However, I think that Option C is often a mistake, and that those who choose it may ultimately be unhappy. A bicycle that has some city features and some sporty features is not "the best of both worlds" as we wishfully think, but rather, a compromise. Let's say Dee finds a bicycle with upright geometry and derailleur gearing. A comfortable bicycle that can handle hills, right? Well, yes, that sounds reasonable. But what about riding it in the city wearing those flowing silk trousers? And what about caring for that derailleur in the winter? During times like these, Dee will be wishing she'd gotten a "real" city bike. And what about those long rides, when her hands will begin to go numb because of the North Roads' limited hand positions? Well, during times like those she'll be wishing that she'd gotten a "real" sporty bike.

Essentially, "kind of good for both" means ideal for neither. That is my main caveat against buying "compromise bikes", especially if you plan to spend a great deal of money on the bicycle and rest all of your hopes and dreams on it.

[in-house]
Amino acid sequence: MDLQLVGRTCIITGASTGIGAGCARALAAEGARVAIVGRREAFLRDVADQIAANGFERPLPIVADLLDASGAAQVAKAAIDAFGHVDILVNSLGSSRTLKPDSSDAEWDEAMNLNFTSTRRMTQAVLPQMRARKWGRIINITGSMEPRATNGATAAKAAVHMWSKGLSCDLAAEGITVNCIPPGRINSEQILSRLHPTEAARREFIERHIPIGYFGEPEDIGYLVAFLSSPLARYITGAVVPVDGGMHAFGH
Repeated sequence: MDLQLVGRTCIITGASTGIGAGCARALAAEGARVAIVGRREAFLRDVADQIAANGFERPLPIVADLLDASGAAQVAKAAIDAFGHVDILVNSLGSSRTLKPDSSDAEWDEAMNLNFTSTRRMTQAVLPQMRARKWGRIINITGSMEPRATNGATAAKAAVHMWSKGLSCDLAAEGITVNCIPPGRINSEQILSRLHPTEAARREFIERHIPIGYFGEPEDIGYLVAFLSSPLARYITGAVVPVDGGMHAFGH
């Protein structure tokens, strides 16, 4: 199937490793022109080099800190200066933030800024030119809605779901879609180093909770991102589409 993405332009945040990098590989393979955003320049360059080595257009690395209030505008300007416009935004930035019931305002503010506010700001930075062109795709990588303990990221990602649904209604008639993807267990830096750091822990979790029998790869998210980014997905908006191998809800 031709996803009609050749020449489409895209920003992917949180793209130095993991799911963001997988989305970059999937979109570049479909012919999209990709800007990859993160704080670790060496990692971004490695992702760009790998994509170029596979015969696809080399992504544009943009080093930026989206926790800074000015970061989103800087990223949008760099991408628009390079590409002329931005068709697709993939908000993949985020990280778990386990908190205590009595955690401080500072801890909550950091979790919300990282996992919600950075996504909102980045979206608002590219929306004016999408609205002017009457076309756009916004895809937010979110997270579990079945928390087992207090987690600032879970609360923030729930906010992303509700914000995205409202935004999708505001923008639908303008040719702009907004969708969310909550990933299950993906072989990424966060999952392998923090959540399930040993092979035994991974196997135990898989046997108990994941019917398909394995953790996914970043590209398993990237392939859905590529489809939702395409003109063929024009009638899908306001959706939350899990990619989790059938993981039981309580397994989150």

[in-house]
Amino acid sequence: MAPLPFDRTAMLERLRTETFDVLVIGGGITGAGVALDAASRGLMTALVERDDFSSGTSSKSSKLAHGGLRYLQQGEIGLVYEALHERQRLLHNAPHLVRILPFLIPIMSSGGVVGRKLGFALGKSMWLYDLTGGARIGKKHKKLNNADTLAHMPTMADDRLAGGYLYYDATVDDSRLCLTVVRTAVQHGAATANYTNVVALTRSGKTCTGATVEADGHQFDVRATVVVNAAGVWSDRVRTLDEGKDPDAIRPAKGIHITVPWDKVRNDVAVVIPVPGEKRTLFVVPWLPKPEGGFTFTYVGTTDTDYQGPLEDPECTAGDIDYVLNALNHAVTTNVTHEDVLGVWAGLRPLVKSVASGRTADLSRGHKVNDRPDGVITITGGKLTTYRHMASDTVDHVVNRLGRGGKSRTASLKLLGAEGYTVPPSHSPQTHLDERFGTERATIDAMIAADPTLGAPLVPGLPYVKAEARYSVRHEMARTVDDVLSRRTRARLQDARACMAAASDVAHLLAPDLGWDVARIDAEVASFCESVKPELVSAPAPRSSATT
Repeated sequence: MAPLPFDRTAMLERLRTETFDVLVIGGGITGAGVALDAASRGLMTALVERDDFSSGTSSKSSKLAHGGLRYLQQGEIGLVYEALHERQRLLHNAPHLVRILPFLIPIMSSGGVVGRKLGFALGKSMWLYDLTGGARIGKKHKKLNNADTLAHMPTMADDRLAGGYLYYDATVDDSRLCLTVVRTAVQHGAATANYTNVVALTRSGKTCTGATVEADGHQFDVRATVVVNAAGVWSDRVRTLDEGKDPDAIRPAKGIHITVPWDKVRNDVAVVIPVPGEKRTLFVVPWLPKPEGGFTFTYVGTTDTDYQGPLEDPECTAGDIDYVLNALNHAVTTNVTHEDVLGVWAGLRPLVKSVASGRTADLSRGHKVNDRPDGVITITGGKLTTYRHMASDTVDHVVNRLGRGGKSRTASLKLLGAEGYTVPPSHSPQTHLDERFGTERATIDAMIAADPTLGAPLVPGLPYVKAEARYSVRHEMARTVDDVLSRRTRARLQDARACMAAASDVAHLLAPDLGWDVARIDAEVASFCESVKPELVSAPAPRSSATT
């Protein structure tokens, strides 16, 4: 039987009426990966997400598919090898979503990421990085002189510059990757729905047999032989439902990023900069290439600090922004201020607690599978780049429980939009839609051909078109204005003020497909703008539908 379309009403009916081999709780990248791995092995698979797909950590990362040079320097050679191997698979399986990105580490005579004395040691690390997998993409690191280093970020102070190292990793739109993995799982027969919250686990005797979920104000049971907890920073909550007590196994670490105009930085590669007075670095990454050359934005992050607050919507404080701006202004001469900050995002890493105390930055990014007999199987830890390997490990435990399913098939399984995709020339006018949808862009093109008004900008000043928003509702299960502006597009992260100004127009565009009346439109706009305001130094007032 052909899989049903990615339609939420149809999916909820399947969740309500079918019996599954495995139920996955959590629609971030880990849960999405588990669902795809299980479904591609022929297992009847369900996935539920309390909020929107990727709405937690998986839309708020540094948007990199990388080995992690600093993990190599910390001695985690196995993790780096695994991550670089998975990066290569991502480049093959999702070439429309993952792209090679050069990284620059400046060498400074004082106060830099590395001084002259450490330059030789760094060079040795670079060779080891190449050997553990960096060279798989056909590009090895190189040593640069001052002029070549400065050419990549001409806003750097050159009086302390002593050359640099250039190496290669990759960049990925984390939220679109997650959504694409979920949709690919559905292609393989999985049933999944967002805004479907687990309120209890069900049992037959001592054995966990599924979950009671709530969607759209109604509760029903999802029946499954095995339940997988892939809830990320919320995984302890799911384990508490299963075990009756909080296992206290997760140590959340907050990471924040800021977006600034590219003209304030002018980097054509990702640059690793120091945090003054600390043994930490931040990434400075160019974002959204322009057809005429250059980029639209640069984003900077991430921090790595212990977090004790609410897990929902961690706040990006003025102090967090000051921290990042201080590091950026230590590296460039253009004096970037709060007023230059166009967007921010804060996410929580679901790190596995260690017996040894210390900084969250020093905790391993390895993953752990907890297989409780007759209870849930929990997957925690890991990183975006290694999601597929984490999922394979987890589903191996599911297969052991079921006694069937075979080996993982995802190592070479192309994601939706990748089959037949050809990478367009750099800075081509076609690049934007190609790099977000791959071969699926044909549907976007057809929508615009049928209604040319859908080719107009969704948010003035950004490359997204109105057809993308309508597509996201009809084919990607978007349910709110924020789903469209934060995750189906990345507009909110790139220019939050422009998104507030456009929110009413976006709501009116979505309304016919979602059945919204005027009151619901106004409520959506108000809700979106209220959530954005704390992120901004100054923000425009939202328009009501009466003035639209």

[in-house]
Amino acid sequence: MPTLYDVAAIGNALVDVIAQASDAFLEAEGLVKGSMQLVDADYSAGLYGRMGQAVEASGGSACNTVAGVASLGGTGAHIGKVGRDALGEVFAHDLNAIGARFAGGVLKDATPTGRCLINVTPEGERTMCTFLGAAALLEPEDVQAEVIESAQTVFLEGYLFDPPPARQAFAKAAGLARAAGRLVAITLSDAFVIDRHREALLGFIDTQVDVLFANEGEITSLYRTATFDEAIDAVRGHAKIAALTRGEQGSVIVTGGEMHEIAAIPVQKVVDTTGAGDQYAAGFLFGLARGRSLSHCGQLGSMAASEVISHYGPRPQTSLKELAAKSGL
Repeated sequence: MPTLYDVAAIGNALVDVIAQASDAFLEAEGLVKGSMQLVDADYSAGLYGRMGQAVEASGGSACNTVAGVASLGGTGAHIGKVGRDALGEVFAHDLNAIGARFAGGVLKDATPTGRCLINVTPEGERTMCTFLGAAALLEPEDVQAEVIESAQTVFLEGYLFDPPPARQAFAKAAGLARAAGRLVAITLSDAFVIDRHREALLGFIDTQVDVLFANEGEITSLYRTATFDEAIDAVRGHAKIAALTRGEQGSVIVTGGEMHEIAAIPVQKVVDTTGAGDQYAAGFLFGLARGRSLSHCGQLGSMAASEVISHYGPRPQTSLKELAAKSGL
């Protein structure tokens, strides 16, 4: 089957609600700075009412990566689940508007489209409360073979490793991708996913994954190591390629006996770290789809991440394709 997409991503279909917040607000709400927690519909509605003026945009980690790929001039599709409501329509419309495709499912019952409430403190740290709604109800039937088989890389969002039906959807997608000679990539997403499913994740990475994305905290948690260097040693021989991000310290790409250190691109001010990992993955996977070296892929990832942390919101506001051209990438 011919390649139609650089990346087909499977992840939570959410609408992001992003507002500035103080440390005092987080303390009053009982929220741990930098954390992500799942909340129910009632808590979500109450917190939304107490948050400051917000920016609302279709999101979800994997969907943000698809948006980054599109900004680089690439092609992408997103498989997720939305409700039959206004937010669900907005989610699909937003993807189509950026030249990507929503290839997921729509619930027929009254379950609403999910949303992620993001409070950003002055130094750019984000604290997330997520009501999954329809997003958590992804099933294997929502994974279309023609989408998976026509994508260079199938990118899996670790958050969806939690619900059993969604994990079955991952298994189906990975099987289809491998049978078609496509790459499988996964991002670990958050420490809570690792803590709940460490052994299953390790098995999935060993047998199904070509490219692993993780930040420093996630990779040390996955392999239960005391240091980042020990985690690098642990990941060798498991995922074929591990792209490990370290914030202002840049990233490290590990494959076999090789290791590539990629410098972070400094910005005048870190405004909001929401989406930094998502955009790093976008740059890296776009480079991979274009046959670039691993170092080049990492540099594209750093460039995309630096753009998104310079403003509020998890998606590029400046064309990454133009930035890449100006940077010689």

While at first glance it might not seem possible that you can afford Option A, there are most definitely ways to do it. One suggestion, is to buy the dominant bicycle (for the style of riding you will be doing most) new, and the supplementary bicycle (for the style of riding you will be doing less of) vintage. This is the route I went when I bought a new Pashley for the city (retail price: $1200) and a vintage Motobecane for sporty rides (typical C-List price: $150). The extra cost of the Motobecane was marginal, but my needs were pretty much satisfied between those two bikes. A year later, you can save up and upgrade by replacing that second vintage bike with a new bike, if you feel that's necessary.

The main point that I hope to bring across here, is that the idea of that one bike that is perfect for every kind of cycling is a fiction - a dream that's as futile to chase as our own shadow. There is no such thing as the perfect bicycle, only the perfect bicycle of its kind. Versatility is good, but there is a fine line between versatility and compromise. It is up to you to decide where that line lies.

Wednesday, January 20, 2010

Meeting of the Roadsters

Last Saturday night, we had an informal get-together to discuss forming the vintage bicycle society I mentioned last week. There were four of us in total: somervillain, Cycler, Astroluc, and myself. I will take this opportunity to showcase my remarkably photogenic acquaintances and some of their bikes: